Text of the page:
WD Red is really different

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You know that WD RED is recommended by major NAS vendors and it boasts a lower MTBF and longer warranties, but technically how different is RED compared to Desktop drives ?

Well, there are 2 aspects in which they behave differently making them ideal for NAS environment.

TLER Time : ( Time Limited Error Recovery)

If the drive can't write or read the data, it will try to relocate the data. TLER defines how long does it keep doing so before an error message is generated . Now if the drive keeps doing it for a long time, the RAID controller in your NAS unit may think that the drive is non responsive and will drop it from the RAID. Using a desktop drive in RAID would sometime drop the drive when there is nothing wrong with it actually and later start showing it back online.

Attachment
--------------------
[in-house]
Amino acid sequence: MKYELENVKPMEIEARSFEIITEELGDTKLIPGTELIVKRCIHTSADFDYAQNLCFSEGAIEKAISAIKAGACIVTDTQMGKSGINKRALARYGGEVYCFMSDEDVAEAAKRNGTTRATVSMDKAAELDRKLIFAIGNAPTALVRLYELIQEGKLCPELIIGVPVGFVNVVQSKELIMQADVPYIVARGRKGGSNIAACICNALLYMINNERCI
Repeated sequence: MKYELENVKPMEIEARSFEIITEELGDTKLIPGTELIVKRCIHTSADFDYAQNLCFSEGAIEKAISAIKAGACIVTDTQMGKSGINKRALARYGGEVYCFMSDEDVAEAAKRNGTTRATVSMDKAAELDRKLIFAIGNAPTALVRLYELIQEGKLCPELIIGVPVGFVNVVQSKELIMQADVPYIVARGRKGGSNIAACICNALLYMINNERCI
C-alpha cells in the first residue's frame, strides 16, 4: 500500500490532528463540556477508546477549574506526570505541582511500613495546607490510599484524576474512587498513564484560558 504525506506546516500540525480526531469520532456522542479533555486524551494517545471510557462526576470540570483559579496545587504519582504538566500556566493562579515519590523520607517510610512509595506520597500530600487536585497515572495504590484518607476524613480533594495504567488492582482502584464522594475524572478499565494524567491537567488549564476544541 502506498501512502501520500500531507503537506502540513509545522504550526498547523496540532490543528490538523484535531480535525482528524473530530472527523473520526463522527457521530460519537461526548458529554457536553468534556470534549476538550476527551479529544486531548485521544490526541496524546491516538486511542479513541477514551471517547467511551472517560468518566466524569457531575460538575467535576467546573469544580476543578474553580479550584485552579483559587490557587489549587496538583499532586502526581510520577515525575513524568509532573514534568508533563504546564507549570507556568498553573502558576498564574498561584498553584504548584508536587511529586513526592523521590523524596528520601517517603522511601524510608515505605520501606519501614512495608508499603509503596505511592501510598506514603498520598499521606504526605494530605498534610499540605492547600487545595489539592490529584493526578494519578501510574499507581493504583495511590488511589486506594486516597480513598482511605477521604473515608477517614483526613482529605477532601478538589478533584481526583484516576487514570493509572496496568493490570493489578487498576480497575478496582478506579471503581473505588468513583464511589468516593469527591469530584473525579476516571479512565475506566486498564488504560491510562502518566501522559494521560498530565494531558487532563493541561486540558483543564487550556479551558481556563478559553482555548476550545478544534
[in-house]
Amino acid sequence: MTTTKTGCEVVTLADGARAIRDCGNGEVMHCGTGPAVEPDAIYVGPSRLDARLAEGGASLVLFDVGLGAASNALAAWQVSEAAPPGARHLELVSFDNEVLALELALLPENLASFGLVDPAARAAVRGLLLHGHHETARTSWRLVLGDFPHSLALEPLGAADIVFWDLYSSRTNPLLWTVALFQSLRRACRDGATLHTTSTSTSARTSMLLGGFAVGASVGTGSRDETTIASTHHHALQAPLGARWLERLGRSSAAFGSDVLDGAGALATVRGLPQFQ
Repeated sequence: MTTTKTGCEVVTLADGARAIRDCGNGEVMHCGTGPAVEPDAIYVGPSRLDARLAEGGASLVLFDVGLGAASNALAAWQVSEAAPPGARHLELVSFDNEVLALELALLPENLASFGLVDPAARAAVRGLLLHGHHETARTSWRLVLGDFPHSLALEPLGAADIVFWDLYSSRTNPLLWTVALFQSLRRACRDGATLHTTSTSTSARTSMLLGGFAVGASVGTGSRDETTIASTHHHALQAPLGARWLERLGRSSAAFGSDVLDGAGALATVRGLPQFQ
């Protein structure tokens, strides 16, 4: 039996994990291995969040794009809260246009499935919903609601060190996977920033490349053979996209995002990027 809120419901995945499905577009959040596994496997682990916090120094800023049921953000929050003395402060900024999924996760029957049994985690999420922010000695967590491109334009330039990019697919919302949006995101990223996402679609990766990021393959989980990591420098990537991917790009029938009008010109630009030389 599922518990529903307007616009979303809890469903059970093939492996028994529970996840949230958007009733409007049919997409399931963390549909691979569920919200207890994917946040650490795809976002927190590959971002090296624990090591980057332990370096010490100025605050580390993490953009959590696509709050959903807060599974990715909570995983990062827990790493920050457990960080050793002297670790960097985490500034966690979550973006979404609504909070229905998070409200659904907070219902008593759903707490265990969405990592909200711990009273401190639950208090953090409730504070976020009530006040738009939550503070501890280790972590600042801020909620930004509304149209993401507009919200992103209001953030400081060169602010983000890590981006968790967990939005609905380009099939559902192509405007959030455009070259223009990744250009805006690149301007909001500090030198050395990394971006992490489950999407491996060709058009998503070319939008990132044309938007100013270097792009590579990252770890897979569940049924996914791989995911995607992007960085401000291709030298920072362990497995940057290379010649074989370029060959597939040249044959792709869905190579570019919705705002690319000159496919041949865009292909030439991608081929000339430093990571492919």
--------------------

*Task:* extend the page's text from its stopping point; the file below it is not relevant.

In short, a lower TLER is good. TLER should at least be same ( or lower) than the NAS RAID timeout. WD Red has a lower TLER compared to Desktop drives, which is good

Less head Parking

What does your desktop drive do when it's in power save mode ? It parks the head away from the platter. When a read/write request is sent to the drive, the Head moves to the platter for read/write. Since it's a physical operation, more head parking and loading means more wear and tear

In Short , the less the head parks, the better it is. WD RED doesn't park the head, which is good.

There are other features like NasWare Firmware, Active 3D balance for less vibration and longer warranties and support, but above 2 features alone should be enough for technical users to consider WD RED over Desktop drives in NAS environment. At a little more premium compared to Desktop drives, they should be your preferred drive of choice for your NAS. If you are looking at even more reliability, look at Enterprise grade drives like WD RE.



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